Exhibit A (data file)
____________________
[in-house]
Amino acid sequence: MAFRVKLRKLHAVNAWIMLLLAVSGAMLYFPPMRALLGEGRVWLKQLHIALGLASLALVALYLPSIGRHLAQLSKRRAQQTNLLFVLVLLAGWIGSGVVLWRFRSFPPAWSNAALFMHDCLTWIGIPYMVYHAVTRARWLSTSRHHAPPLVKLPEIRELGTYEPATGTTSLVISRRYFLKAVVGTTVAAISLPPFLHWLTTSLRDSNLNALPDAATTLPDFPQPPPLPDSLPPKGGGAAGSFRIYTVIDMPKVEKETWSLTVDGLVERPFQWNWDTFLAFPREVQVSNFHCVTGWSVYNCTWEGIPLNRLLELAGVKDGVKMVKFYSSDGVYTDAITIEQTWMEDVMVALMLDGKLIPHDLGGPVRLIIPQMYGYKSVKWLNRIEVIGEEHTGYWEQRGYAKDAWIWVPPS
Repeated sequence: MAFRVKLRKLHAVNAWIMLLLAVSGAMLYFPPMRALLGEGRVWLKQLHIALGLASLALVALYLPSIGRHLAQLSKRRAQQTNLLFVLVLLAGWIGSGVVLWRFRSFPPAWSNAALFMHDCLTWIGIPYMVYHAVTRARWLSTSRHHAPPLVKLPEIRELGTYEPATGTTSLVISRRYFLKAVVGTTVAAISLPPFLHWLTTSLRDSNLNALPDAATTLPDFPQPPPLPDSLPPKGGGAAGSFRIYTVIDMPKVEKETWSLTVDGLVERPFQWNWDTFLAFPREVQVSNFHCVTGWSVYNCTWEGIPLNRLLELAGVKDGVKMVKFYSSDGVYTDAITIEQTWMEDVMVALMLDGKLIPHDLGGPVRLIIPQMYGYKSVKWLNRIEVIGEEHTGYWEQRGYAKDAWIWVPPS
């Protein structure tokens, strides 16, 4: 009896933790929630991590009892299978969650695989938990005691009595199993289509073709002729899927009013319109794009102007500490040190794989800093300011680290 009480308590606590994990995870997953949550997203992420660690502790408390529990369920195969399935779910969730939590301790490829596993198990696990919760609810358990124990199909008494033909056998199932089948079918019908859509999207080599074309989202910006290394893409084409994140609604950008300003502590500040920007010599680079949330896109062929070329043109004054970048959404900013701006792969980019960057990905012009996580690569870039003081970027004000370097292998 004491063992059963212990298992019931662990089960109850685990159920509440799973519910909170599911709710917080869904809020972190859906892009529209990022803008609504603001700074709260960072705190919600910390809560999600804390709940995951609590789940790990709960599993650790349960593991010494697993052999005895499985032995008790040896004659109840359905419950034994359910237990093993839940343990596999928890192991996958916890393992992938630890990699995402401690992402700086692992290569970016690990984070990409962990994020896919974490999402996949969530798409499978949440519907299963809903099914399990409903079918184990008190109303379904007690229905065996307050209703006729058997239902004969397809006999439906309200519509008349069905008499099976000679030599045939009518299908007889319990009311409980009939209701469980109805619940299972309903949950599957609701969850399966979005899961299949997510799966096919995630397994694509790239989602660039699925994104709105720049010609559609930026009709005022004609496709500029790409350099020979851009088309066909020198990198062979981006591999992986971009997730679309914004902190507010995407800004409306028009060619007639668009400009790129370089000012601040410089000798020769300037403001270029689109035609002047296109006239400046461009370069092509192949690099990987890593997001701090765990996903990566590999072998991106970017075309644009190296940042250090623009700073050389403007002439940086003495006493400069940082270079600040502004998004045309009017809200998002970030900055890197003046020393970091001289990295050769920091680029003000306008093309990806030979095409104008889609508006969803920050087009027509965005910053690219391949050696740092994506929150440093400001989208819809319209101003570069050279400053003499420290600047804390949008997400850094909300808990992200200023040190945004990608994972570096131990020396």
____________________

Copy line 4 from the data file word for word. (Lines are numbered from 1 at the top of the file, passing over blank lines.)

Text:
């Protein structure tokens, strides 16, 4: 009896933790929630991590009892299978969650695989938990005691009595199993289509073709002729899927009013319109794009102007500490040190794989800093300011680290 009480308590606590994990995870997953949550997203992420660690502790408390529990369920195969399935779910969730939590301790490829596993198990696990919760609810358990124990199909008494033909056998199932089948079918019908859509999207080599074309989202910006290394893409084409994140609604950008300003502590500040920007010599680079949330896109062929070329043109004054970048959404900013701006792969980019960057990905012009996580690569870039003081970027004000370097292998 004491063992059963212990298992019931662990089960109850685990159920509440799973519910909170599911709710917080869904809020972190859906892009529209990022803008609504603001700074709260960072705190919600910390809560999600804390709940995951609590789940790990709960599993650790349960593991010494697993052999005895499985032995008790040896004659109840359905419950034994359910237990093993839940343990596999928890192991996958916890393992992938630890990699995402401690992402700086692992290569970016690990984070990409962990994020896919974490999402996949969530798409499978949440519907299963809903099914399990409903079918184990008190109303379904007690229905065996307050209703006729058997239902004969397809006999439906309200519509008349069905008499099976000679030599045939009518299908007889319990009311409980009939209701469980109805619940299972309903949950599957609701969850399966979005899961299949997510799966096919995630397994694509790239989602660039699925994104709105720049010609559609930026009709005022004609496709500029790409350099020979851009088309066909020198990198062979981006591999992986971009997730679309914004902190507010995407800004409306028009060619007639668009400009790129370089000012601040410089000798020769300037403001270029689109035609002047296109006239400046461009370069092509192949690099990987890593997001701090765990996903990566590999072998991106970017075309644009190296940042250090623009700073050389403007002439940086003495006493400069940082270079600040502004998004045309009017809200998002970030900055890197003046020393970091001289990295050769920091680029003000306008093309990806030979095409104008889609508006969803920050087009027509965005910053690219391949050696740092994506929150440093400001989208819809319209101003570069050279400053003499420290600047804390949008997400850094909300808990992200200023040190945004990608994972570096131990020396």